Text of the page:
Medical Coding: Am I a Good Fit?

Coding and BillingNo Comments

When someone is trying to decide whether or not to pursue a career in medical coding, or anything else for that matter, it’s only natural to wonder whether they’ll be a good fit in that profession. Just like other careers, medical coding is better suited to some people than others. We’ve given this a little thought and put together 4 characteristics that are commonly found among those who are good at medical coding and enjoy it as a career.

Someone who is a good fit for medical coding is academically inclined, enjoys the science of medicine, is an independent worker, and is a lifelong learner.

Characteristics of a Medical Coder

Academically Inclined
Medical coding requires:

  • High reading comprehension – A post high school reading level is necessary as the coder will be reading documentation authored by physicians.
  • Critical thinking – Coders have to mentally juggle multiple variables to accurately code a patient record. Documentation from different sources must be weighed and evaluated against one another. Coder’s must also be able to transfer learning from one situation to another while still allowing for the individual nature of each unique encounter.
  • Research – Often a coder will run across situations where they don’t have enough clinical or coding knowledge to code an encounter completely or accurately. As accuracy and completeness are very important in coding it behooves the coder to find information upon which to base coding decisions that ensure both of these elements. This will often require the coder to search for information out of both hard copy coding references and online sources.

Enjoys the Science of Medicine
Medical coding is firmly centered in healthcare, but it offers the opportunity to participate in the industry without direct patience care. Coders…

  • Apply knowledge of medical science to non-clinical processes – Many people may view medical coding as a clerical practice. However, medical coders need a good grasp of anatomy and pathophysiology (among other things) in just the same manner as any clinician. Coders just apply that knowledge to evaluation of the medical record as opposed to the treatment of the patient.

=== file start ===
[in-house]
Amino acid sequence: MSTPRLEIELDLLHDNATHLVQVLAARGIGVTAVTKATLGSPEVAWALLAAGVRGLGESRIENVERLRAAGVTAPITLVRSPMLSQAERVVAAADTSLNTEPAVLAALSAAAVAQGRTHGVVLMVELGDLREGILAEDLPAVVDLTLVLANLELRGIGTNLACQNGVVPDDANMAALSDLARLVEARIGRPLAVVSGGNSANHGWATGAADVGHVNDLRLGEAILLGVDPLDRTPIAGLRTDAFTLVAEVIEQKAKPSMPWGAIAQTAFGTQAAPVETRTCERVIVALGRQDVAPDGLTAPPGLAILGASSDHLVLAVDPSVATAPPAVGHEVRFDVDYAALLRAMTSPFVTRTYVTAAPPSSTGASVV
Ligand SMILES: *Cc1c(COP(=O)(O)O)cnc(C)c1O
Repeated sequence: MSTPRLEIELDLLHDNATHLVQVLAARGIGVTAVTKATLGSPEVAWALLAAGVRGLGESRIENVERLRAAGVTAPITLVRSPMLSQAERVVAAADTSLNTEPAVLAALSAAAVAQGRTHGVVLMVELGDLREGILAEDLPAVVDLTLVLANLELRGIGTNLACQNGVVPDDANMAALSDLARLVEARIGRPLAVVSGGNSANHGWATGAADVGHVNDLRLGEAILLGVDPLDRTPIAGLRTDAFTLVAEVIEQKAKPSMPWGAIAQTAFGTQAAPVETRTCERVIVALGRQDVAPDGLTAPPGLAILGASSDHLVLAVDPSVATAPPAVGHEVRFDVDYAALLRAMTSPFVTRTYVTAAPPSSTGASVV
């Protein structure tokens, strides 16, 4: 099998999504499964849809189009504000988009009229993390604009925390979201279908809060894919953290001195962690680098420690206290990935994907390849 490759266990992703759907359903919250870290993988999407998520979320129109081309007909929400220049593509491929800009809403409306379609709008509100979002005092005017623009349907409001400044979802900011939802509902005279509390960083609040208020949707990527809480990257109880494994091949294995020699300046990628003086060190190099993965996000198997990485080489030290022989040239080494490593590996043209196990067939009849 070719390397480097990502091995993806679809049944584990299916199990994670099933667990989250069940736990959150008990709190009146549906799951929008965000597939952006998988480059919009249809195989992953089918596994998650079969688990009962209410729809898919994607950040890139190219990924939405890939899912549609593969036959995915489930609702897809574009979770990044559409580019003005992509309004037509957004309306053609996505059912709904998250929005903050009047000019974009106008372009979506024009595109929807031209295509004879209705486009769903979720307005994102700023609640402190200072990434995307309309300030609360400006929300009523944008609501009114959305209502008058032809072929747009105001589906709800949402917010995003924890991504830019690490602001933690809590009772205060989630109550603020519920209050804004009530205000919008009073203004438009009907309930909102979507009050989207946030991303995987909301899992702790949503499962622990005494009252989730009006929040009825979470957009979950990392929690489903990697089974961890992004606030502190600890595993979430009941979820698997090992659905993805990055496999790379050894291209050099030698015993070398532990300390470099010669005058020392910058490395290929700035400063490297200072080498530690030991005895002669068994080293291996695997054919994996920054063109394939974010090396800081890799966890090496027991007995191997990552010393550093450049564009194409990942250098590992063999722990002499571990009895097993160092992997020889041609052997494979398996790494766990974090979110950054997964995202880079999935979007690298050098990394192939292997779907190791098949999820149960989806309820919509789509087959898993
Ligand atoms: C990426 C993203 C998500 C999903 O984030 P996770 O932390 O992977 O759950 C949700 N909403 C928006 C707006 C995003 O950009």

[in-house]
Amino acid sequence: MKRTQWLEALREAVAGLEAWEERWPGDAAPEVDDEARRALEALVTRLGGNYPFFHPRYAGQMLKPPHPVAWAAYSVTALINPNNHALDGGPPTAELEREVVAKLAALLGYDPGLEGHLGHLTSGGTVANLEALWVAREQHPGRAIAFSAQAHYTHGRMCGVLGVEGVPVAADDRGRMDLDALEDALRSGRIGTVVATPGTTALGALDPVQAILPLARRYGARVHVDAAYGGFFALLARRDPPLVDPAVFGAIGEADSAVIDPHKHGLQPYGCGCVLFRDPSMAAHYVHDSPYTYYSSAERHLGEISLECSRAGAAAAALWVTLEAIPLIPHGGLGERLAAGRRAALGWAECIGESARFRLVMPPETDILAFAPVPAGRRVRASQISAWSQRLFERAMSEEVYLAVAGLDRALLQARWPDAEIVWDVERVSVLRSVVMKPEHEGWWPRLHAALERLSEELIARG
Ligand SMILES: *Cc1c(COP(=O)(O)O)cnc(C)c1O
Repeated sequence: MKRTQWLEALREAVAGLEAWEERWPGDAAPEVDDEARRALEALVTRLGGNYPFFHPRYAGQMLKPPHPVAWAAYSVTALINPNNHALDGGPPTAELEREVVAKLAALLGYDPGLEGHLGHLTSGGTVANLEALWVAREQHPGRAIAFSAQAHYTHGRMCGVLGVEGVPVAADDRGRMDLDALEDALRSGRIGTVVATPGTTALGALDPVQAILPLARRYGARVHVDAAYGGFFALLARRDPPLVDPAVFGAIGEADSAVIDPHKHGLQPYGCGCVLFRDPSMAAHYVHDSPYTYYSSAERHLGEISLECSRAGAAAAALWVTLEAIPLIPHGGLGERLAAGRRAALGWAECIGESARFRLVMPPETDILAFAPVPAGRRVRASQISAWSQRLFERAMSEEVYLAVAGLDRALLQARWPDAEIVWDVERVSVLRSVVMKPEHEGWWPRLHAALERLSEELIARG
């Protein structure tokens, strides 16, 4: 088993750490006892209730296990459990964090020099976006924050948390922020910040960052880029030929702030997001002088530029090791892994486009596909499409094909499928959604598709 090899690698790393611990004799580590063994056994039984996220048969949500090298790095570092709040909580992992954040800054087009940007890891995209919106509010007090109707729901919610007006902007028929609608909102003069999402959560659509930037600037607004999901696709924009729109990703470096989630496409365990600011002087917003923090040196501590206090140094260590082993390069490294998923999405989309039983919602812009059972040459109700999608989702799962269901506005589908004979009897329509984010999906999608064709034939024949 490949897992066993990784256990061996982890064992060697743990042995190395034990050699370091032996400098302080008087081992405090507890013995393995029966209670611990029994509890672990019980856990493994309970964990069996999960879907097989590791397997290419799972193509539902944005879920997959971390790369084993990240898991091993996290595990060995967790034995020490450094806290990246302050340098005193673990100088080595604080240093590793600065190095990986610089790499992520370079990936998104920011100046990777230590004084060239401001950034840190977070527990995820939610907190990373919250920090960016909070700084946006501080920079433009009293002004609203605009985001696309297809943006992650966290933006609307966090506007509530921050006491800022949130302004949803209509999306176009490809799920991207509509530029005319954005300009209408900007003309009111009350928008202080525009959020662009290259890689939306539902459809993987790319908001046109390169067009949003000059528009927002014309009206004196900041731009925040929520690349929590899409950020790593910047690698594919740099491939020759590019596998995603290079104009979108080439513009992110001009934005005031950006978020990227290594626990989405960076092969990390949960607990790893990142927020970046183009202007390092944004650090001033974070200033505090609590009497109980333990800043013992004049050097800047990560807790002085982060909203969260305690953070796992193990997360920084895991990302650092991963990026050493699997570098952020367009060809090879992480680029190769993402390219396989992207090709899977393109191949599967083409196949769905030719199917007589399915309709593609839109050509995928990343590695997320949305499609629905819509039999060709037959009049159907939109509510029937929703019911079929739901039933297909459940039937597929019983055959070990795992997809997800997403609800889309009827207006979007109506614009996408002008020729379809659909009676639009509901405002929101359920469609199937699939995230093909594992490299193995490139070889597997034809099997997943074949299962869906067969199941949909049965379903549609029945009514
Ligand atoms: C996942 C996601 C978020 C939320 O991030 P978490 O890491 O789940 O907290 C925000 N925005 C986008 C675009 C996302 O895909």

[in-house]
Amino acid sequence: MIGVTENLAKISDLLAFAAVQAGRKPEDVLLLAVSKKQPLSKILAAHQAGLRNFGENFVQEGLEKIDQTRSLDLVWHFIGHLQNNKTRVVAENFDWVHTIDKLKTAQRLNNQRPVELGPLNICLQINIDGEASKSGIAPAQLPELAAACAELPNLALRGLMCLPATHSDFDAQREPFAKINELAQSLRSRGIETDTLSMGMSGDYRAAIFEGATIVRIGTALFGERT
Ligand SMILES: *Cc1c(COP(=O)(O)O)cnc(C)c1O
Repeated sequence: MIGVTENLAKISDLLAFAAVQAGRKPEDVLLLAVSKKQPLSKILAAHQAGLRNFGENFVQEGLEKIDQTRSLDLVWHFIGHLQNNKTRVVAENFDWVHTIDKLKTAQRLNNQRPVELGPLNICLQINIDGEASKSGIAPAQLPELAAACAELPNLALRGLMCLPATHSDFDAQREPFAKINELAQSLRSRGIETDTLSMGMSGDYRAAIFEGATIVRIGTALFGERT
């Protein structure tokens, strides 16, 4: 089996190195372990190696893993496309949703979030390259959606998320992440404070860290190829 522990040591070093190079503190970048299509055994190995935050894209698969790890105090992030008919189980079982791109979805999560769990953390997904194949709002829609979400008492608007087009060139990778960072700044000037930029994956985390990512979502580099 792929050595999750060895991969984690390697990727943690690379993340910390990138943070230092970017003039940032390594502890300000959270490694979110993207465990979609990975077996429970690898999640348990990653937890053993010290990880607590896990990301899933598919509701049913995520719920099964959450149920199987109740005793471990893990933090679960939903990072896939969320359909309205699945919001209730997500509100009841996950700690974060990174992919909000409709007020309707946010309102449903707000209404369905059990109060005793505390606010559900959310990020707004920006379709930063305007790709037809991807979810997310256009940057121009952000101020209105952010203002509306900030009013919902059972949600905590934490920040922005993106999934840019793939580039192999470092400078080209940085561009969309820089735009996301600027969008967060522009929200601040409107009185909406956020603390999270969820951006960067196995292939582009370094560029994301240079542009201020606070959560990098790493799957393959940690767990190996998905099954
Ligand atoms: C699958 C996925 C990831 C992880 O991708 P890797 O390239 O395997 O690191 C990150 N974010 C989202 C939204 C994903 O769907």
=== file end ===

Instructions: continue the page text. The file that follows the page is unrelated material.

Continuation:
• Are not patient care centered – Medical coding is great for someone who likes the science part of medicine but does not want a patient contact driven career.

Independent Worker
This is important because coders…

  • Work without direct supervision – Medical coders work independently at their own desk or sometimes even in their own homes. They may work during times of the day when the supervisory staff is not in the office. Regardless of when or where they work, they must be responsible for getting their work done, even if there is not someone around to prod them along.
  • Must meet productivity and accuracy standards – Although the work of medical coders is routinely audited, they must meet productivity and accuracy standards without someone supervising the quantity/quality of their work on a case-by-case basis. They need to proactively self-monitor and adjust if they have problems in those areas rather than waiting for someone to bring the issue to their attention.

Lifelong Learner
One of the most important characteristics of a medical coder is that they are excited about being a lifelong learner. Coding requires constantly educating yourself on…

  • Advances in medical science – New diagnoses and procedures are being reported all the time. Coders must be up to date on these changes and how they are reported with codes.
  • Changes in policies and procedures – Providers, third party payers, and the coding industry in general occasionally change how they do things, and those changes often affect reimbursement. Coders must keep abreast of these changes in order to coder correctly.